Take the horizon line, for example
that marks the limit of sight.
I spend much of my writing time seeking the horizon line. I know that there is no such line but I see the line when I look up from small blocks of text and squint at the sea. To write prose poems is to resist the horizon line—
to seek thick thin straight curved broken wavy lines among crumpled pages.
I work with little ink in my pen and hardly make a mark.
I shade squares while I wait
. This line is rational.
. This line is irrational.
The line break is hesitation or resistance or acquiescence
Lines may multiply as cracks across the surface of an old painting
K’s aberrant periods revoke transparency.
This must be done with a brush, but a brush,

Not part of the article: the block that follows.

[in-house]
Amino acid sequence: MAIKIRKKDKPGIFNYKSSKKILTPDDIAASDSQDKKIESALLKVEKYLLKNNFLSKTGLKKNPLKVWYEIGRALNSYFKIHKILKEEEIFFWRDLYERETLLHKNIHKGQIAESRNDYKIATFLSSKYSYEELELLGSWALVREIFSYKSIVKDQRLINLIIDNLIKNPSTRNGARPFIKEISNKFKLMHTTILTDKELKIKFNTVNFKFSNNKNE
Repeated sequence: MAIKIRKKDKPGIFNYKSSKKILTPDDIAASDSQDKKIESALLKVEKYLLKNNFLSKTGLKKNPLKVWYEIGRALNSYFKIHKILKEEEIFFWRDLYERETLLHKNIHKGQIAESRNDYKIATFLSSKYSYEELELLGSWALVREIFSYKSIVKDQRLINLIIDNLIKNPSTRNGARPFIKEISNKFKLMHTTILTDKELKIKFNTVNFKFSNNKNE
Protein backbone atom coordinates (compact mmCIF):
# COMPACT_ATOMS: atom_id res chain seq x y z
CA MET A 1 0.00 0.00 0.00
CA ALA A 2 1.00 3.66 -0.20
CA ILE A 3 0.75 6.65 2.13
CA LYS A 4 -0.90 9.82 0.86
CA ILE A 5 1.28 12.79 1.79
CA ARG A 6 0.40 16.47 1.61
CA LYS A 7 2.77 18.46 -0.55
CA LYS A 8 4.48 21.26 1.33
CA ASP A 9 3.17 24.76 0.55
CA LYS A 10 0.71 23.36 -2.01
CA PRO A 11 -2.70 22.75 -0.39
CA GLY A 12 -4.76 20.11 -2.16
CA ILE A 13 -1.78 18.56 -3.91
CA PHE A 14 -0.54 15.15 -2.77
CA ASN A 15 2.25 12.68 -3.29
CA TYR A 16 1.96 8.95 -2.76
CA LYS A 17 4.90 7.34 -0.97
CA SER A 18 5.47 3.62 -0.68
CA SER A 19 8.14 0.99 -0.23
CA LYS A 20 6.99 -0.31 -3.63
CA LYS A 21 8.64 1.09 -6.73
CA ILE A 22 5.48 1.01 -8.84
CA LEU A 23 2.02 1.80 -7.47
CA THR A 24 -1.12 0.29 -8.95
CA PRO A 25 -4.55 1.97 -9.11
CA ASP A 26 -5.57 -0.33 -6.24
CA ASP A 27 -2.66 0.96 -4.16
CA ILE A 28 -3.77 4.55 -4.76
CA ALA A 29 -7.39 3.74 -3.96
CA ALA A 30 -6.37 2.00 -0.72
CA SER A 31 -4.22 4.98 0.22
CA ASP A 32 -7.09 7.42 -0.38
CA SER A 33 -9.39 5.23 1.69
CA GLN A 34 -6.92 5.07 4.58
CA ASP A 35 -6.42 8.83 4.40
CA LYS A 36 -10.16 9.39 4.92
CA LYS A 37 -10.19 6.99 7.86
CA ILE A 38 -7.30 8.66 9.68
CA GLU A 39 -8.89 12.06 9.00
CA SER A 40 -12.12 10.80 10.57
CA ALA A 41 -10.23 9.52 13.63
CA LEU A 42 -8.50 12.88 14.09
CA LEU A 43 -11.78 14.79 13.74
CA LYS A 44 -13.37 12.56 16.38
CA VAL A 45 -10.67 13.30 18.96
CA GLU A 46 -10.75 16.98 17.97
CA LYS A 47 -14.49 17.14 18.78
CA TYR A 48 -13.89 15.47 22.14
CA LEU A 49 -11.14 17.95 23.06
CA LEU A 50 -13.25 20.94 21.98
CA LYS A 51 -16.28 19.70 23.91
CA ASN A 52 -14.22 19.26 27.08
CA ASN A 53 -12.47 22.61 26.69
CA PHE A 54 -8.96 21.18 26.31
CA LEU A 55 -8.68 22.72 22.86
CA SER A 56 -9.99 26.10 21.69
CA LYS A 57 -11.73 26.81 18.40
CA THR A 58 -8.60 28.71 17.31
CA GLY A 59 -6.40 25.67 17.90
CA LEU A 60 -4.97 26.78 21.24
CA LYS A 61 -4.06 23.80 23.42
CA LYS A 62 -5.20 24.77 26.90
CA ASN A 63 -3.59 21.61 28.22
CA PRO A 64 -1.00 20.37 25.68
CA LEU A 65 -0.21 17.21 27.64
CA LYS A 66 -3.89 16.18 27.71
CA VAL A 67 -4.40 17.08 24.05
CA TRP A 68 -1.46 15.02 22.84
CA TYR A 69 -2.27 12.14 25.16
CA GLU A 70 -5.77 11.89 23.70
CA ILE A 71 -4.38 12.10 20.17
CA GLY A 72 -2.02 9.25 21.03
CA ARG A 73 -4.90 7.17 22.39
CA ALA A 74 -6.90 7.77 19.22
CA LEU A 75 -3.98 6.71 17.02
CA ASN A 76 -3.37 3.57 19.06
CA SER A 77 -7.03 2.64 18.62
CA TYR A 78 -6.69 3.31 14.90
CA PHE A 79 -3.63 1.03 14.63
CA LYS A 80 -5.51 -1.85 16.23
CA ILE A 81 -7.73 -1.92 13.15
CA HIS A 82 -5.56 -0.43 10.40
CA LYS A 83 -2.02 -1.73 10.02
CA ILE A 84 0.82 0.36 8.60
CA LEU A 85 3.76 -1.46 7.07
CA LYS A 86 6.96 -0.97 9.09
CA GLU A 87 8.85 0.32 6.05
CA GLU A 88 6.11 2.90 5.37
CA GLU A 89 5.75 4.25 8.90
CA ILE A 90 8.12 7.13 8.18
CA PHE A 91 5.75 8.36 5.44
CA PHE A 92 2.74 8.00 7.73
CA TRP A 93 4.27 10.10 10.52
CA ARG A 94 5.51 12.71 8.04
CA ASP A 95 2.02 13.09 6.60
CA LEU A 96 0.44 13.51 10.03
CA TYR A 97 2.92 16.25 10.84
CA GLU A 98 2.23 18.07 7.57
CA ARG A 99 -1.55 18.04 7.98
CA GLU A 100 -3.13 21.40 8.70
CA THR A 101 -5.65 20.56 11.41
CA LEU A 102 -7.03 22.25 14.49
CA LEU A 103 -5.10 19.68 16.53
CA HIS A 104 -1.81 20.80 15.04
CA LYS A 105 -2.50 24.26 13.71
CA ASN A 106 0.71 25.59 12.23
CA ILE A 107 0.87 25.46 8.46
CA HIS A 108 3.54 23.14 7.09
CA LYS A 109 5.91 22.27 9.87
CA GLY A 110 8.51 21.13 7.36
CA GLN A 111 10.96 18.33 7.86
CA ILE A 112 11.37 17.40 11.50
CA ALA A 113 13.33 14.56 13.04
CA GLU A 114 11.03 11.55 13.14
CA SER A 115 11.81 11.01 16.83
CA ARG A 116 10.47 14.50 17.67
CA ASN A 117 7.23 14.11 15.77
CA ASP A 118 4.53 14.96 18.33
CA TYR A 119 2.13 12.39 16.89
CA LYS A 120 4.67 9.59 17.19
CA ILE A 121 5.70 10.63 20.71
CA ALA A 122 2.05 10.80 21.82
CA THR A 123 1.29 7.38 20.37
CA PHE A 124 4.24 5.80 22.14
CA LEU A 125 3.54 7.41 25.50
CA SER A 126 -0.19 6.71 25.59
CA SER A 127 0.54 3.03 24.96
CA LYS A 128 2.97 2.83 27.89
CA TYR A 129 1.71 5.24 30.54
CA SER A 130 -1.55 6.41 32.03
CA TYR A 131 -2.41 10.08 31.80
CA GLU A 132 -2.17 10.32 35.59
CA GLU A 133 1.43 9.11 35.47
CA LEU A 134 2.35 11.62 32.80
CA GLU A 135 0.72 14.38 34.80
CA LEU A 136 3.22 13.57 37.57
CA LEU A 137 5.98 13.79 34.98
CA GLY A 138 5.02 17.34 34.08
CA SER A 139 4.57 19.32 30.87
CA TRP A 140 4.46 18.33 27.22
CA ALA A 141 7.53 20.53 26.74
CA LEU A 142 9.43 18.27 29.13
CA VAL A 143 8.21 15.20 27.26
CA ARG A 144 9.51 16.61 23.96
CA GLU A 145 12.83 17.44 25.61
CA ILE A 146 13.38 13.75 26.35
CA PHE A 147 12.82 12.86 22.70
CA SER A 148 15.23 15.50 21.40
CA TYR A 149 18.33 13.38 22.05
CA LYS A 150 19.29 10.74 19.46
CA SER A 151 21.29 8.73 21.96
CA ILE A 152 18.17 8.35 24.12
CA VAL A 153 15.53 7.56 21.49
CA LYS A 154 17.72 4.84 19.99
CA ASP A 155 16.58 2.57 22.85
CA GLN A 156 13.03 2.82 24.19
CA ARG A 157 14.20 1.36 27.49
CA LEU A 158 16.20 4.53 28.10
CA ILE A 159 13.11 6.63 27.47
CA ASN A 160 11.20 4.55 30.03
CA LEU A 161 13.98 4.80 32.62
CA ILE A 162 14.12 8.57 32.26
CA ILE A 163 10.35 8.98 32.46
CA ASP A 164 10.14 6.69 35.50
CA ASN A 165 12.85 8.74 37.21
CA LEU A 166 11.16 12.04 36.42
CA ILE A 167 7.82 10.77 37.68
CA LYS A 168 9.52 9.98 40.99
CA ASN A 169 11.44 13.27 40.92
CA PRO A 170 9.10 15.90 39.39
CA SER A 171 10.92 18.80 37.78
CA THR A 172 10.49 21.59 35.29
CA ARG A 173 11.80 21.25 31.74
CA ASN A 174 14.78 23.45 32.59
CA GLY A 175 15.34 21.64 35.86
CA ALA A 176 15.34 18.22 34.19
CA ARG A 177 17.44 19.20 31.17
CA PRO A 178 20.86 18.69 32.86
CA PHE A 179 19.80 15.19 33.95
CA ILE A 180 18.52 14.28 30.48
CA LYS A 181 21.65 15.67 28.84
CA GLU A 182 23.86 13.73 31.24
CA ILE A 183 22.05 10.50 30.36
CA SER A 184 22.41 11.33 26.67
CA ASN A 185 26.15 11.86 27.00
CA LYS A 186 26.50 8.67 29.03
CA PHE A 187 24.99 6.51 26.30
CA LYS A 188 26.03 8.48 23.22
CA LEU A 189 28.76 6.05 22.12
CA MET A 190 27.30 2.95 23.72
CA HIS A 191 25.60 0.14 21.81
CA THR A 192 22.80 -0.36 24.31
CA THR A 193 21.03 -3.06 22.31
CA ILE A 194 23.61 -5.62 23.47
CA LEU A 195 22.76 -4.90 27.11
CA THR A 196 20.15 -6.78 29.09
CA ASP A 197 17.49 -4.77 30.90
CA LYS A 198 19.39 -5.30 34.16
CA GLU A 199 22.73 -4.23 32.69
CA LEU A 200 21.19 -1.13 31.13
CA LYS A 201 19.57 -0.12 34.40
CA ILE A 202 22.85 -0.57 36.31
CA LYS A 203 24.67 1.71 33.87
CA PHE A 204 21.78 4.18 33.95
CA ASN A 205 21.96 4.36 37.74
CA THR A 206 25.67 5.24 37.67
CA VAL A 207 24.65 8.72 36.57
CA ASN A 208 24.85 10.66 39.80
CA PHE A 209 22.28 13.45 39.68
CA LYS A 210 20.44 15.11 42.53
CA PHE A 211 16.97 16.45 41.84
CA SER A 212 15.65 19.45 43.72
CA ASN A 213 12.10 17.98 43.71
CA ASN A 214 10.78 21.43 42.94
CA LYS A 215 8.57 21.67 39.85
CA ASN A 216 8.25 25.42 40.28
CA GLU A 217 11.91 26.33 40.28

kneeling beneath a table
this was drawing was movement of the arm back
The first broad aspect of a thing is that of color patch red like thyme red like thistle
to make secret blue / to make a secret blue surface
late afternoon, September, the smell of chalk dust,
Make black more precious than a rival’s crimson.
What I learned from Goya’s black—
What I learned from Manet’s black—
What I learned from Matisse’s black—
What I learned from Reinhardt’s black—
What I learned from Dickinson’s black—
—Eva Heisler is an American poet and art critic based near Heidelberg, Germany. Reading Emily Dickinson in Icelandic, a book of poems, is just out from Kore Press. Drawing Water, a long poem reflecting on the line in poetry and the visual arts, is forthcoming from Noctuary Press.